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Sanding Walnut

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Blog entry by BigD1 posted 07-04-2014 01:10 PM 881 reads 0 times favorited 7 comments Add to Favorites Watch

Hello fellow woodworkers. How in the world of GOD’S Walnut wood, do I remove hair line, so fine, sanding lines on my project, while spinning on the lathe. From 120 grit to 600 grit and also oooo steelwool…..I get lines. I can remove some of them with a cloth shop (rag), but not all of them. Can someone help me. Thanks

-- Donald Baty



7 comments so far

View rickf16's profile

rickf16

376 posts in 2248 days


#1 posted 07-04-2014 02:24 PM

I’m guessing that you have lines that are running around the circumference of the turning. I turn pens and what I do to eliminate them is this:

I start with a higher grit sandpaper, say 220. After sanding with the lathe running, I will stop the lathe, and by hand turn the wheel and sand from one end to the other, all the while turning the lathe by hand. Then go to the next higher grit, for me it would be 320, and repeat the process. Now I use acrylic blanks, so I have to use girts from 220 through 12000. For wood turnings, you don’t need to go that high obviously, but I hope this helps.

Just my two.

-- Rick

View sras's profile

sras

3853 posts in 1796 days


#2 posted 07-04-2014 02:35 PM

What Rick said, plus

As you are moving to finer grits, if you notice marks at any time go back to one coarser grit and try to remove them. If they won’t go away, then go to the next coarser grit, and so on.

-- Steve - Impatience is Expensive

View tarp's profile

tarp

5 posts in 89 days


#3 posted 07-04-2014 04:03 PM

I’ve found the quality of the sandpaper can make a difference, Norton’s 3x is great, Mirka is great, I fooled around with some cheap stuff and it must of had inconsistent grain sizes…you also might try a scraper with the lathe stopped.

View NormG's profile

NormG

4208 posts in 1670 days


#4 posted 07-05-2014 04:54 PM

I agree with Rickf16, also use good grade sandpaper by all means, wet sanding and there are several liquid polishing compounds and/or rubbing compounds.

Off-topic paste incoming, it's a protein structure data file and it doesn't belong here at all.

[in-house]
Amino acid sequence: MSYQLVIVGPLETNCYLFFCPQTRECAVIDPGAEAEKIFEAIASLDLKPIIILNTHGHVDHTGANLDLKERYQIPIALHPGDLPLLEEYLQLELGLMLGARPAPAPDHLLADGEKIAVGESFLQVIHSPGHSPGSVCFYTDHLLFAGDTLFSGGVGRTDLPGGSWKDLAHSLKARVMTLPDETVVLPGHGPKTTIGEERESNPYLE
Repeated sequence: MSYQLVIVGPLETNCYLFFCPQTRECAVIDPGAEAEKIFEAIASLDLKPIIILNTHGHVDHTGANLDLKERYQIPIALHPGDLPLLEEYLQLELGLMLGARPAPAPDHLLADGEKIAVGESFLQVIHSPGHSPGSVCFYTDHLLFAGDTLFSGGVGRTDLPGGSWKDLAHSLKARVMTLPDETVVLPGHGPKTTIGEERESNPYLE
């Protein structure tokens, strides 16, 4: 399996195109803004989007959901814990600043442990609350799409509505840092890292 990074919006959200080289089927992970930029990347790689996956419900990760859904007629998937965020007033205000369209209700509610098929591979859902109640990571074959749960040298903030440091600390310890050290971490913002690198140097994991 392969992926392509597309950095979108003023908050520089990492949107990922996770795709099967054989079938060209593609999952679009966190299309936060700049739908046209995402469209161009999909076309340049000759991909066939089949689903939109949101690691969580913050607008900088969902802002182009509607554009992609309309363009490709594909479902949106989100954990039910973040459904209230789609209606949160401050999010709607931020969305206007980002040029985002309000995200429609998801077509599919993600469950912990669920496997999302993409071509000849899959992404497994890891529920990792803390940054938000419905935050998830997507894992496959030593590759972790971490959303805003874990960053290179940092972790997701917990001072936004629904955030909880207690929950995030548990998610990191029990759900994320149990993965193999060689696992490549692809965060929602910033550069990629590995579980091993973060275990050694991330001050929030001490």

-- Norman

View BigDumbAnimal's profile

BigDumbAnimal

56 posts in 473 days


#5 posted 07-05-2014 09:52 PM

You can try giving the piece a quick wipe between grits with a little bit of mineral spirits on a rag or paper towel. If you’re like me and use cheap sandpaper sometimes pieces of the courser grit stuff come off and will scratch the work when you move on to the finer grit. Plus the mineral spirits will help show what the piece will look like with finish on it and highlight any significant scratches.

-- Semper Fi BDA

View BigD1's profile

BigD1

61 posts in 1801 days


#6 posted 07-07-2014 04:58 AM

I didn’t think steel wool would leave lines, but it does. Evan 600 grit paper leaves lines. A coarse rag seems to be the answer at this point. If you’ve never sanded walnut on a lathe, it may be hard to understand what I’m talking about. I’ll just keep buffing and see what I end up with. Thanks for the input. BigD1

-- Donald Baty

View Roger's profile

Roger

14660 posts in 1470 days


#7 posted 07-07-2014 01:15 PM

Yes, yes, and yes to all thee above. I’ll add this: as far as a pen is concerned, after spinning one, I’ll just hand sand with the grain thru the grits while hand turning the lathe. Wood, I’ll start with 150 if needed, then go up thru 320 or 400. Acrylics, I’ll finish while the lathe is spinning at low speed of course, but, after getting to 400, then I switch to wet sanding from 500 to 12000 with Micro Mesh, and finish with a plastic polish. My ..02

-- Roger from KY. Work/Play/Travel Safe. Kentuk55@bellsouth.net

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